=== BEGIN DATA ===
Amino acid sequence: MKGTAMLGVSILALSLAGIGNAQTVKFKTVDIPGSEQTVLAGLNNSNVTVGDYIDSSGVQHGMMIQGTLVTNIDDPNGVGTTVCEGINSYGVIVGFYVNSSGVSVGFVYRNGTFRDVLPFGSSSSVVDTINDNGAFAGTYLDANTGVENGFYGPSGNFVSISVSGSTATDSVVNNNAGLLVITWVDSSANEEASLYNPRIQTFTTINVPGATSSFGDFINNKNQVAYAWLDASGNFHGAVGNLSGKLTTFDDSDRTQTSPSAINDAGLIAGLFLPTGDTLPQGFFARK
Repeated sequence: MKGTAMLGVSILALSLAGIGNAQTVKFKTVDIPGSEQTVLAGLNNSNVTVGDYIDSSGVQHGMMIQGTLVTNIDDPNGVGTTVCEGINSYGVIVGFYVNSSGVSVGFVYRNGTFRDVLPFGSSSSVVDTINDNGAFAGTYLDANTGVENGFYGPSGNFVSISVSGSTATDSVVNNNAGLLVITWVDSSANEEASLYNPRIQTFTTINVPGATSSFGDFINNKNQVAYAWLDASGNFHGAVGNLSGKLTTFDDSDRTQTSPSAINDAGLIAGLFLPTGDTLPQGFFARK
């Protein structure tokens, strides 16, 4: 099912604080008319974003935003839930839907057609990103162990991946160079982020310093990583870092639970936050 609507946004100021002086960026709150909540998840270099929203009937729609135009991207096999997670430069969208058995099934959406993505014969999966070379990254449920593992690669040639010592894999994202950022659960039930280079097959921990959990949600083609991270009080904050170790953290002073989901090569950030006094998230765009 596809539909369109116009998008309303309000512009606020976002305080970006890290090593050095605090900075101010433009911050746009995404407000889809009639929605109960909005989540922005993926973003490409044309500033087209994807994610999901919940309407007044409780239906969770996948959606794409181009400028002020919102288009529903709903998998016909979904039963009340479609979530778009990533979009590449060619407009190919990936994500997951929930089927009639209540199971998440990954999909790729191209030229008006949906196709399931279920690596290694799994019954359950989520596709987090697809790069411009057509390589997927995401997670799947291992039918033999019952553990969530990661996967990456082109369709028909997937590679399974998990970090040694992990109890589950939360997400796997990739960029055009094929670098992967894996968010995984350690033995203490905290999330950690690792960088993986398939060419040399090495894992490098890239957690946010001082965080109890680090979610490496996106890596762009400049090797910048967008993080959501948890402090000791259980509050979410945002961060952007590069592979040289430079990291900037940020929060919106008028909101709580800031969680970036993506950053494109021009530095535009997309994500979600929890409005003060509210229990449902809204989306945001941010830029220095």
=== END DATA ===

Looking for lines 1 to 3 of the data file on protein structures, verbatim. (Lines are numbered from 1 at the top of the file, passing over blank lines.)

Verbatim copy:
Amino acid sequence: MKGTAMLGVSILALSLAGIGNAQTVKFKTVDIPGSEQTVLAGLNNSNVTVGDYIDSSGVQHGMMIQGTLVTNIDDPNGVGTTVCEGINSYGVIVGFYVNSSGVSVGFVYRNGTFRDVLPFGSSSSVVDTINDNGAFAGTYLDANTGVENGFYGPSGNFVSISVSGSTATDSVVNNNAGLLVITWVDSSANEEASLYNPRIQTFTTINVPGATSSFGDFINNKNQVAYAWLDASGNFHGAVGNLSGKLTTFDDSDRTQTSPSAINDAGLIAGLFLPTGDTLPQGFFARK
Repeated sequence: MKGTAMLGVSILALSLAGIGNAQTVKFKTVDIPGSEQTVLAGLNNSNVTVGDYIDSSGVQHGMMIQGTLVTNIDDPNGVGTTVCEGINSYGVIVGFYVNSSGVSVGFVYRNGTFRDVLPFGSSSSVVDTINDNGAFAGTYLDANTGVENGFYGPSGNFVSISVSGSTATDSVVNNNAGLLVITWVDSSANEEASLYNPRIQTFTTINVPGATSSFGDFINNKNQVAYAWLDASGNFHGAVGNLSGKLTTFDDSDRTQTSPSAINDAGLIAGLFLPTGDTLPQGFFARK
């Protein structure tokens, strides 16, 4: 099912604080008319974003935003839930839907057609990103162990991946160079982020310093990583870092639970936050 609507946004100021002086960026709150909540998840270099929203009937729609135009991207096999997670430069969208058995099934959406993505014969999966070379990254449920593992690669040639010592894999994202950022659960039930280079097959921990959990949600083609991270009080904050170790953290002073989901090569950030006094998230765009 596809539909369109116009998008309303309000512009606020976002305080970006890290090593050095605090900075101010433009911050746009995404407000889809009639929605109960909005989540922005993926973003490409044309500033087209994807994610999901919940309407007044409780239906969770996948959606794409181009400028002020919102288009529903709903998998016909979904039963009340479609979530778009990533979009590449060619407009190919990936994500997951929930089927009639209540199971998440990954999909790729191209030229008006949906196709399931279920690596290694799994019954359950989520596709987090697809790069411009057509390589997927995401997670799947291992039918033999019952553990969530990661996967990456082109369709028909997937590679399974998990970090040694992990109890589950939360997400796997990739960029055009094929670098992967894996968010995984350690033995203490905290999330950690690792960088993986398939060419040399090495894992490098890239957690946010001082965080109890680090979610490496996106890596762009400049090797910048967008993080959501948890402090000791259980509050979410945002961060952007590069592979040289430079990291900037940020929060919106008028909101709580800031969680970036993506950053494109021009530095535009997309994500979600929890409005003060509210229990449902809204989306945001941010830029220095």